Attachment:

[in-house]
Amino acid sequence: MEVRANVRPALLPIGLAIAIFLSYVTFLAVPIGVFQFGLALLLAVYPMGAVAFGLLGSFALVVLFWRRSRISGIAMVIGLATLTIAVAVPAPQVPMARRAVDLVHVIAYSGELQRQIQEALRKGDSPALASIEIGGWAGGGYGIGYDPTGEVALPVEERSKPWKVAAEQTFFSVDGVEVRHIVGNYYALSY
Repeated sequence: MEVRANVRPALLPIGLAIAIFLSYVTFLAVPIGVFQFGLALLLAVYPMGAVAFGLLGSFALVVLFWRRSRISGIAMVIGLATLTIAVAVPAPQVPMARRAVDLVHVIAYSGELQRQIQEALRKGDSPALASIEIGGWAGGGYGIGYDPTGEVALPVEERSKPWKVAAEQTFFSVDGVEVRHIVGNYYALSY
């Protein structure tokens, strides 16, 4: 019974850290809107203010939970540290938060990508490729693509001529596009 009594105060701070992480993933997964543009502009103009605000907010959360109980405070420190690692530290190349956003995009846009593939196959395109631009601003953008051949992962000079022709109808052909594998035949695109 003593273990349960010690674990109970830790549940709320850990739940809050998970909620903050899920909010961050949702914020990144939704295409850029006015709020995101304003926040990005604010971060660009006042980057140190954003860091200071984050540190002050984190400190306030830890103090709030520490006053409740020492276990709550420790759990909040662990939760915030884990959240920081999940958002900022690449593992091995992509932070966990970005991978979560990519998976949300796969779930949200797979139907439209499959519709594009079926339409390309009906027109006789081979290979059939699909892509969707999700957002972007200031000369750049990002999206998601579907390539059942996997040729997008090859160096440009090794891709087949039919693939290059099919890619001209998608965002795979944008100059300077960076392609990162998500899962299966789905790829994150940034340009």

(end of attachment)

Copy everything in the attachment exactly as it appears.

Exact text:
[in-house]
Amino acid sequence: MEVRANVRPALLPIGLAIAIFLSYVTFLAVPIGVFQFGLALLLAVYPMGAVAFGLLGSFALVVLFWRRSRISGIAMVIGLATLTIAVAVPAPQVPMARRAVDLVHVIAYSGELQRQIQEALRKGDSPALASIEIGGWAGGGYGIGYDPTGEVALPVEERSKPWKVAAEQTFFSVDGVEVRHIVGNYYALSY
Repeated sequence: MEVRANVRPALLPIGLAIAIFLSYVTFLAVPIGVFQFGLALLLAVYPMGAVAFGLLGSFALVVLFWRRSRISGIAMVIGLATLTIAVAVPAPQVPMARRAVDLVHVIAYSGELQRQIQEALRKGDSPALASIEIGGWAGGGYGIGYDPTGEVALPVEERSKPWKVAAEQTFFSVDGVEVRHIVGNYYALSY
């Protein structure tokens, strides 16, 4: 019974850290809107203010939970540290938060990508490729693509001529596009 009594105060701070992480993933997964543009502009103009605000907010959360109980405070420190690692530290190349956003995009846009593939196959395109631009601003953008051949992962000079022709109808052909594998035949695109 003593273990349960010690674990109970830790549940709320850990739940809050998970909620903050899920909010961050949702914020990144939704295409850029006015709020995101304003926040990005604010971060660009006042980057140190954003860091200071984050540190002050984190400190306030830890103090709030520490006053409740020492276990709550420790759990909040662990939760915030884990959240920081999940958002900022690449593992091995992509932070966990970005991978979560990519998976949300796969779930949200797979139907439209499959519709594009079926339409390309009906027109006789081979290979059939699909892509969707999700957002972007200031000369750049990002999206998601579907390539059942996997040729997008090859160096440009090794891709087949039919693939290059099919890619001209998608965002795979944008100059300077960076392609990162998500899962299966789905790829994150940034340009």